t would seem that in this war of the People it was decreed there should arise no imperial presence to become the central figure and cynosure of men's eyes Napoleon, in an outburst of haughty eloquence, exclaims that in the great armies of history the Commander was every thing.
It was not, says he, the Roman army that conquered Gaul, but Caesar; it was not the Carthaginian army that made Rome tremble at her gates, but Hannibal; it was not the Macedonian army that marched to the Indus, but Alexander; it was not the Prussian army that defended Prussia for seven years against the three most powerful States of Europe, but Frederick.
This proud apotheosis has no application for the Army of the Potomac.
And one must think —seeing it never had a great, and generally had mediocre commanders—it was that it might be said, that whatever it won it owed not to genius, but bought with its blood.
I must now add, that it would be to fail to draw some of the most important lessons furnished by t
the northern side of the stream, he opened an artillery fire with two twenty-pounder rifle-guns, which had the effect of first developing and afterwards silencing the enemy's battery near the ford.
Thus far he had not exceeded his instructions; but he got it into his head that the enemy would run whenever seriously menaced; and he declared that the great man of the war would be the man that got to Manassas, and he meant to go through that night.
My authority for this statement is Colonel Alexander, of the Corps of Engineers, then engineer on Tyler's staff. His notion of the method of executing this project was to file his brigade down to the stream, draw it up parallel to the other shore, and open an unmeaning fusilade.
Barnard: The Battle of Bull Run, p. 49. While engaged in this foolery, a force crossed the stream from the other side, and striking his left flank (the Twelfth New York), disrupted it completely.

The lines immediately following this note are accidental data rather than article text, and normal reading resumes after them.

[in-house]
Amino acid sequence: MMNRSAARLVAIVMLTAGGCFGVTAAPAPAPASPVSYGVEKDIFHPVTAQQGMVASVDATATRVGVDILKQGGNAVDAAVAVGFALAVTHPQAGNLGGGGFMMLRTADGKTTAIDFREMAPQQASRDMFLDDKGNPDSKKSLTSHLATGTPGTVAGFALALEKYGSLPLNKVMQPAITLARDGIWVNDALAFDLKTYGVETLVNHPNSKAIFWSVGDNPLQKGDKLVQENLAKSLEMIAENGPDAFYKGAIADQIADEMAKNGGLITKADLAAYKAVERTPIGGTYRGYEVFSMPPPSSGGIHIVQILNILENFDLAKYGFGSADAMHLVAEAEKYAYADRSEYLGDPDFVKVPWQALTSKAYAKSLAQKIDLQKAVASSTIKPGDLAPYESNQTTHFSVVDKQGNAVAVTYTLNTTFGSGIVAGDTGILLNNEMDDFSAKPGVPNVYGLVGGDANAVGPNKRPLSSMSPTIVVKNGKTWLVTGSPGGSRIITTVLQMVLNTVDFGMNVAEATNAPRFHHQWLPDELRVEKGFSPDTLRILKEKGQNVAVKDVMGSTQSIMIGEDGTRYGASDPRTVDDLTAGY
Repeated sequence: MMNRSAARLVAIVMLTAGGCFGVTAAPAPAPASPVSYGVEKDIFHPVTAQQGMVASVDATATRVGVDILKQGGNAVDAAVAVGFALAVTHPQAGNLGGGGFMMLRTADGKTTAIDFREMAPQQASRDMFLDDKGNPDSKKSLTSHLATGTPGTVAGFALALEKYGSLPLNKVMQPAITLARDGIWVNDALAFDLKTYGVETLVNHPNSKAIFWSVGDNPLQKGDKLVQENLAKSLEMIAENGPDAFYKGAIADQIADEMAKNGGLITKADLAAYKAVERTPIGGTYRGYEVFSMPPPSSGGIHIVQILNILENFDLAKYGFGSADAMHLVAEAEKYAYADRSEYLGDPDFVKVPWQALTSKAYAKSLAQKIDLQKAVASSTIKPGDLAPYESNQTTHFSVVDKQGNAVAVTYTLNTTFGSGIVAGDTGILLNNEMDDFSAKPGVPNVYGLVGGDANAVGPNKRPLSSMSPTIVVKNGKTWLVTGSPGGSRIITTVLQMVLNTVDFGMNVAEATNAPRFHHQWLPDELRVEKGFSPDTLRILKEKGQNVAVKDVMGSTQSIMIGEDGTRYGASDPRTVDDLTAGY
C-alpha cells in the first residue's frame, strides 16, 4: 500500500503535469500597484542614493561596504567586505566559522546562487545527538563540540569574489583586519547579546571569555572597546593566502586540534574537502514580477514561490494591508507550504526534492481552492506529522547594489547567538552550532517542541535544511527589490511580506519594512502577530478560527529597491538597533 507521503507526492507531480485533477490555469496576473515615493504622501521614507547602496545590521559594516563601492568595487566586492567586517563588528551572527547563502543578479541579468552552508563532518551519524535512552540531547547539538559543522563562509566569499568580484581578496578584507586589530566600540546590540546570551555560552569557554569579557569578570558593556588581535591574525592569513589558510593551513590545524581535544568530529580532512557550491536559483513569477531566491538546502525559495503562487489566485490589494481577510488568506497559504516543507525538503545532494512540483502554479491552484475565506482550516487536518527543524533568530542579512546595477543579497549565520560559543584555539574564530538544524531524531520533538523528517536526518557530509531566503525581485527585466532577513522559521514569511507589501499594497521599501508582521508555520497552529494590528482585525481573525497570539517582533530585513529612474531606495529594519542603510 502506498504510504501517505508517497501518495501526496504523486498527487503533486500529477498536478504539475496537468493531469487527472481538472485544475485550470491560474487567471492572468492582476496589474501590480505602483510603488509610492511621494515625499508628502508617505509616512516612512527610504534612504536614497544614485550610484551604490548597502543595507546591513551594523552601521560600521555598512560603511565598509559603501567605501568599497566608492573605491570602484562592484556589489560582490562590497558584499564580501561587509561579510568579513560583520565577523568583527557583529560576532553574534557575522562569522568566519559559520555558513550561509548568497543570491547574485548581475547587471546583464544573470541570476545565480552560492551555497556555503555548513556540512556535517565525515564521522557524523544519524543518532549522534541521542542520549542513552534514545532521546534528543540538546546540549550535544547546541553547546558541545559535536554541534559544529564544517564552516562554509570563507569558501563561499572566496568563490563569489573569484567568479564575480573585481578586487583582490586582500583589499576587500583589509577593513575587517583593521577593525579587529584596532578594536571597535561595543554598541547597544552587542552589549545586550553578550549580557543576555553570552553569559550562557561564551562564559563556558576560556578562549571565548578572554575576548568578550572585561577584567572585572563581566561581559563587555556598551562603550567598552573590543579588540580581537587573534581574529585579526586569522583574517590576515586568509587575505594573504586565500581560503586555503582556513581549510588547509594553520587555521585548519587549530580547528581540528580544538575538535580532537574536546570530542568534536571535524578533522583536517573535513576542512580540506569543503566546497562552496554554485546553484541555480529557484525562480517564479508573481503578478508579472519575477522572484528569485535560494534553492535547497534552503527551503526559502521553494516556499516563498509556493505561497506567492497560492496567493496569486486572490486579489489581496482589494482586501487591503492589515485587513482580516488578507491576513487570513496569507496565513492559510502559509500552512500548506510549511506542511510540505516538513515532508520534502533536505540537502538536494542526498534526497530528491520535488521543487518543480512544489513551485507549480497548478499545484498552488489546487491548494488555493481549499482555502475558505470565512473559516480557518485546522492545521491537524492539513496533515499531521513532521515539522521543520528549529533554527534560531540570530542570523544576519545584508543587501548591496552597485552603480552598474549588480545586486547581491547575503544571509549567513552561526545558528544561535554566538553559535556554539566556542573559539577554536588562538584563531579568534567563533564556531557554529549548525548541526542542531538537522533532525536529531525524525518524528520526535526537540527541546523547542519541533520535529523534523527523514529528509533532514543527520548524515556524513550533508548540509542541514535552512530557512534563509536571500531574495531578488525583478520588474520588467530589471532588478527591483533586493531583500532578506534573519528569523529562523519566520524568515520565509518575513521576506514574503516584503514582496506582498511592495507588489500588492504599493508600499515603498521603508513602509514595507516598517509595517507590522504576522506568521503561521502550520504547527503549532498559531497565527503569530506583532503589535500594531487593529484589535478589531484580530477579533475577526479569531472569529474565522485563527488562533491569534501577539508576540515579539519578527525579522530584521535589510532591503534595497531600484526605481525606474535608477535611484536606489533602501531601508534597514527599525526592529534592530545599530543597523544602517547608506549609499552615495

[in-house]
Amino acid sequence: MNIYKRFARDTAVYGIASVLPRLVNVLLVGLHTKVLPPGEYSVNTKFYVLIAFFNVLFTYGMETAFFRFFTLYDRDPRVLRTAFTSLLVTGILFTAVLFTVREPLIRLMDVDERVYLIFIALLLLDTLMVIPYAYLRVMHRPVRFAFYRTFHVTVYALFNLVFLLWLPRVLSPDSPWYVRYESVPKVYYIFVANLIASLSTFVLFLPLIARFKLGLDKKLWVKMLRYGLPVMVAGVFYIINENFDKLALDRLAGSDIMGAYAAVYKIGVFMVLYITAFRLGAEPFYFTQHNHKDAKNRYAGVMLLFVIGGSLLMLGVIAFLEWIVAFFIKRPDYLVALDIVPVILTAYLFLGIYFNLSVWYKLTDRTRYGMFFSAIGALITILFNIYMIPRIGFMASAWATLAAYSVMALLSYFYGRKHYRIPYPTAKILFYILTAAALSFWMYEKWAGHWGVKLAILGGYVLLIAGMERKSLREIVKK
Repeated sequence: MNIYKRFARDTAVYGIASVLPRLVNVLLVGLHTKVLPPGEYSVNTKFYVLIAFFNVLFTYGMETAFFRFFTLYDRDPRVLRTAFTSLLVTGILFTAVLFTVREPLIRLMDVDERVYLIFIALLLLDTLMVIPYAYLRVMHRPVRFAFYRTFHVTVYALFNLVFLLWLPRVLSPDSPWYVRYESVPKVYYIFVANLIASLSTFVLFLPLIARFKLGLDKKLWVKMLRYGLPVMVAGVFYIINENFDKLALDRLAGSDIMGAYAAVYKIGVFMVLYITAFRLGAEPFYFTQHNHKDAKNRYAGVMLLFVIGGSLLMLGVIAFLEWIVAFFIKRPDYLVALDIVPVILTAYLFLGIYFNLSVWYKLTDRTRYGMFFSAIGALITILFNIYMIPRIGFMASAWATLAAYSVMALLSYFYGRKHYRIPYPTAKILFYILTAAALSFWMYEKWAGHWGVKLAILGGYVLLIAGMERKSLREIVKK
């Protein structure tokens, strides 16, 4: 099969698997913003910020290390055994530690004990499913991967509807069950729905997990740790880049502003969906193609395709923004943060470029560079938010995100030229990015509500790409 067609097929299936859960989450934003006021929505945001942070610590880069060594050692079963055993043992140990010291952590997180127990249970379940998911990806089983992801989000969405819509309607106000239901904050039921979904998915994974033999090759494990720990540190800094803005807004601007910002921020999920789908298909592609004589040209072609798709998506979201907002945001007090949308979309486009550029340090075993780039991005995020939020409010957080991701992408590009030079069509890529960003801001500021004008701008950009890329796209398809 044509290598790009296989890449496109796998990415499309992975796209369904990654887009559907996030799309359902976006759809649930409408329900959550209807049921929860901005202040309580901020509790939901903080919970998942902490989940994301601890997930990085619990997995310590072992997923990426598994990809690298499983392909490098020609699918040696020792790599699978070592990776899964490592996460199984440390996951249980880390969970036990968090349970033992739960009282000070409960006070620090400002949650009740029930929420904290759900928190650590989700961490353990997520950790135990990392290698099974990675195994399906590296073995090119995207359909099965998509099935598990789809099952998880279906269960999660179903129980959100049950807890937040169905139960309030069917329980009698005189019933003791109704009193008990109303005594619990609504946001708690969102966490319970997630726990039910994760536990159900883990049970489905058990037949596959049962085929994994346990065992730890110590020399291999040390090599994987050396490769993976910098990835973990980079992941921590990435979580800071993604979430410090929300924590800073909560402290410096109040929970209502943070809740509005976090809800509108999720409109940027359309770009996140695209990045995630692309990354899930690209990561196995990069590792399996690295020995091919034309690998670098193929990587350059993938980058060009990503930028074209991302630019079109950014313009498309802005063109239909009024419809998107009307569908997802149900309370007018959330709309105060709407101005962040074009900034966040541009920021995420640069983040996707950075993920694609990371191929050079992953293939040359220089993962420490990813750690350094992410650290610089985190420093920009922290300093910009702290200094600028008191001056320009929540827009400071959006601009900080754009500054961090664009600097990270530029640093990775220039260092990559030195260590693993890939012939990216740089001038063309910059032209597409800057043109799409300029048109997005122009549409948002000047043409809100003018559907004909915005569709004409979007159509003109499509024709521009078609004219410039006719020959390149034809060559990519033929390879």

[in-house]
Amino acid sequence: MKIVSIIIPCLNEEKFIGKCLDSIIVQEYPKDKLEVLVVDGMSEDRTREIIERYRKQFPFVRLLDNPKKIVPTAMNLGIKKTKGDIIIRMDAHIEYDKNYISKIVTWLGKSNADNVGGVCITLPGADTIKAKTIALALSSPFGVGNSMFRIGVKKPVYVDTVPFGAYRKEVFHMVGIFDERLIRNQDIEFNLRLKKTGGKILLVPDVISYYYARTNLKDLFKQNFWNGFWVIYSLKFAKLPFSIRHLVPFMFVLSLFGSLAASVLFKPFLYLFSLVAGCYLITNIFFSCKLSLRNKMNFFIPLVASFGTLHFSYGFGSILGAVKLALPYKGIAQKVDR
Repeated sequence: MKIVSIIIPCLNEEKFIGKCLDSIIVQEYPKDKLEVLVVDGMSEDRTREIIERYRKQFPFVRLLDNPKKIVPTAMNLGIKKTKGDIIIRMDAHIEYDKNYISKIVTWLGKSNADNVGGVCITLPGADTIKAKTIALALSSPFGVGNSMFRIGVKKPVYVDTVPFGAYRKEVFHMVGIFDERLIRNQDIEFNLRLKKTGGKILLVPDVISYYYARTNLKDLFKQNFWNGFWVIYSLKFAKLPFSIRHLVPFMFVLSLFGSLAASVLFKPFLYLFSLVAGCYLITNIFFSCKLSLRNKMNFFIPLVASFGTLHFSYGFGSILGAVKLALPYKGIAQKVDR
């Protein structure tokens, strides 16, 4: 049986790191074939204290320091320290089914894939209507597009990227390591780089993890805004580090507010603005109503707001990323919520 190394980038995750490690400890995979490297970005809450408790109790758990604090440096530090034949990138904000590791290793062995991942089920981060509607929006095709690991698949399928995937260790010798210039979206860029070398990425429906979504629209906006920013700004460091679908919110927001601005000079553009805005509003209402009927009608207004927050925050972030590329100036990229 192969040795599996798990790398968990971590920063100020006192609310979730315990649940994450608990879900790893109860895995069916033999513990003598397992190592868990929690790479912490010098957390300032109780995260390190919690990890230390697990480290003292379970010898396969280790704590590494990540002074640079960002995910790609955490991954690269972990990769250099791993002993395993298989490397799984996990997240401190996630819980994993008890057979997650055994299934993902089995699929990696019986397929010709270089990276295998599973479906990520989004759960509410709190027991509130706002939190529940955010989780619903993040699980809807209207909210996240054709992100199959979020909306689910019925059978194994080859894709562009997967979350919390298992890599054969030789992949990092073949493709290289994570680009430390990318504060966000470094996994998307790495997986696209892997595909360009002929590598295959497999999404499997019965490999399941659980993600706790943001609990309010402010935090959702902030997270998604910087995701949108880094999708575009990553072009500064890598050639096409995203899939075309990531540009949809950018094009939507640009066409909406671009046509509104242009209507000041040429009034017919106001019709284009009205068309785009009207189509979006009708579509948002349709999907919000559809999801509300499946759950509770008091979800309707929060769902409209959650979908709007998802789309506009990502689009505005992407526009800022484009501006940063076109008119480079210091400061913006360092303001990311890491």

This admonished General Tyler to defer his intended visit to Ma
upper one was half adrift.
When the head of Sumner's column, composed of Sedgwick's division, reached it, the rough logs forming the corduroy approaches over the swamp were mostly afloat, and were only kept from drifting off by the stumps of trees to which they were fastened.
The portion over the body of the stream was suspended from the trunks of trees by ropes, on the doubtful staunchness of which depended the possibility of making the passage.
The possibility of crossing, says Colonel Alexander of the engineers, was doubted by all present, including General Sumner himself.
As the solid column of infantry entered upon the bridge, it swayed to and fro to the angry flood below or the living freight above, settling down and grasping the solid stumps by which it was made secure, as the line advanced.
Once filled with men, however, it was safe till the corps had crossed; it then soon became impassable.
The Peninsular Campaign: Atlantic Monthly, March, 1864.